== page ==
Winter is the driest season: a fast for the land.
The last quarter of the year, dressed
like a Sabbath bride. And though
we’ve foresworn the salt cod
of old Europe, most of us, coddle
ourselves with all-beef patties or
expensive wines & huddle around
televisions, the desert still comes.
The wilderness of John & Jesus,
of Moses & Elijah & Mohammed
still comes to the door,
makes the windows rattle with
her stark visions,
her disabling prescriptions.
Come snow, & the low sun
leaves a bit of night in the sky at noon,
teases from the old, old ridges
their longest dawns. This morning
as I stand by the roadside facing west,
still scrutinizing the line of trees
where the year’s fattest moon–the one
that heralds hunger–has just
gone down, the ridge turns vermilion.
“salt cod”: traditional Lenten food for most of Western Europe during the Middle Ages and Renaissance. (This church-mandated market for the nearly tasteless but long-storing fish of the north Atlantic, incidentally, led to the “discovery” of Newfoundland by anonymous fishermen out of Bristol, England several years before John Cabot, and thus quite possibly before 1492, according to the geographer Carl Sauer.)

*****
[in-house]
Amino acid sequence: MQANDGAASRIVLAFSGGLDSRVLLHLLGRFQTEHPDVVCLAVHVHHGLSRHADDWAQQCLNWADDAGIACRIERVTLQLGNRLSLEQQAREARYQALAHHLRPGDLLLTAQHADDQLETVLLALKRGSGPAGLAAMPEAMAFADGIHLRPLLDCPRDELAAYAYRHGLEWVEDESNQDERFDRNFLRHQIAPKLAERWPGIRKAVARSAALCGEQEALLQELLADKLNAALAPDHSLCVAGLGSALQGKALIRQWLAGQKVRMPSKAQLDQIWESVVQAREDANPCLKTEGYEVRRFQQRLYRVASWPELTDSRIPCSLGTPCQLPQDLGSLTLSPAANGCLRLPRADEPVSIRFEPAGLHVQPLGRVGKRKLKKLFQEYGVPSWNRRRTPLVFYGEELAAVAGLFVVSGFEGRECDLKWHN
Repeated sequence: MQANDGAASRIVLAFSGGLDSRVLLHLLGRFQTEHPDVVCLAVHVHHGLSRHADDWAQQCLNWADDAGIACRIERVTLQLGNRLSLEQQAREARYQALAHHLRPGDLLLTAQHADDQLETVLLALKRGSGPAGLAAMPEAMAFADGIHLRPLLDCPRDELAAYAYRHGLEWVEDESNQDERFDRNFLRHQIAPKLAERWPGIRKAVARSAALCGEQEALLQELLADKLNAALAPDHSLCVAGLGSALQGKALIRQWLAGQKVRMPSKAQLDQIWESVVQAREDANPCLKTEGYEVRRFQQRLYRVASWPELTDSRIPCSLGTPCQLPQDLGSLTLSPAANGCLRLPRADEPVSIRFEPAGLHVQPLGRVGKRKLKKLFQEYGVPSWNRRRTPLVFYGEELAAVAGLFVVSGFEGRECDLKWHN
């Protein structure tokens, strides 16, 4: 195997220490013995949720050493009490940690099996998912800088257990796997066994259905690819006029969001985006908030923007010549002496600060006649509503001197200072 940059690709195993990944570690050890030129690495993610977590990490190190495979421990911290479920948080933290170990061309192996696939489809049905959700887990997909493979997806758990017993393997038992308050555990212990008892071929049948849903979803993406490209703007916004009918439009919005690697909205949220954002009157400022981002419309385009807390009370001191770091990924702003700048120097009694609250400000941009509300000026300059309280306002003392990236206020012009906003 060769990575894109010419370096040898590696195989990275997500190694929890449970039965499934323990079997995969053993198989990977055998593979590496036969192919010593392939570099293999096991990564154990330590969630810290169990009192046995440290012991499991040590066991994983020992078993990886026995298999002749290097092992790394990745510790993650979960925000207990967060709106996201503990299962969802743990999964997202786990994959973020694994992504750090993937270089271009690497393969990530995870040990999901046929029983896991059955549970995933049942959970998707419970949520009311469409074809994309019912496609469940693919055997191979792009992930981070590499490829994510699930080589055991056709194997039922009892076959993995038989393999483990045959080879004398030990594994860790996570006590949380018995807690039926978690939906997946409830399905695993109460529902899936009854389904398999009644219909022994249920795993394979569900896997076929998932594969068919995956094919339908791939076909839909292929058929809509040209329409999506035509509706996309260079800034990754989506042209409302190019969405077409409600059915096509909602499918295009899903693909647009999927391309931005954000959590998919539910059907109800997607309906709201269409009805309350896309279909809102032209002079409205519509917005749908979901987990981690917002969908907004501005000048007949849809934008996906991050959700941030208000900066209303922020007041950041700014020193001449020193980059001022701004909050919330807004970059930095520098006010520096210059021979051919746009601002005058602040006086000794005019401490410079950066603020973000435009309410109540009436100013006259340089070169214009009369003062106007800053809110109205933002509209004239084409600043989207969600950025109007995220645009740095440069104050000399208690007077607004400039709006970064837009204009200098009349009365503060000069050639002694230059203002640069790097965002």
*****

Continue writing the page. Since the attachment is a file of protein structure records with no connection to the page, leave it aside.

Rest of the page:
“the year’s fattest moon”: I.e., the moon at perigee when perigee occurs near perihelion. “Extreme values for perigee and apogee distance occur when perigee or apogee passage occurs close to new or full Moon, and long-term extremes are in the months near to Earth’s perihelion passage (closest approach to the Sun, when the Sun’s tidal effects are strongest) in the first few days of January.” These differences are visible both in size and intensity of light. The year I wrote this, 2002, the largest moon was right at the end of February/beginning of March.
“the one that heralds hunger”: The full moon in March was referred to as the Hunger Moon by many Eastern Woodland tribes, since food stocks were at their lowest point of the year then, both for people and for many species of wildlife.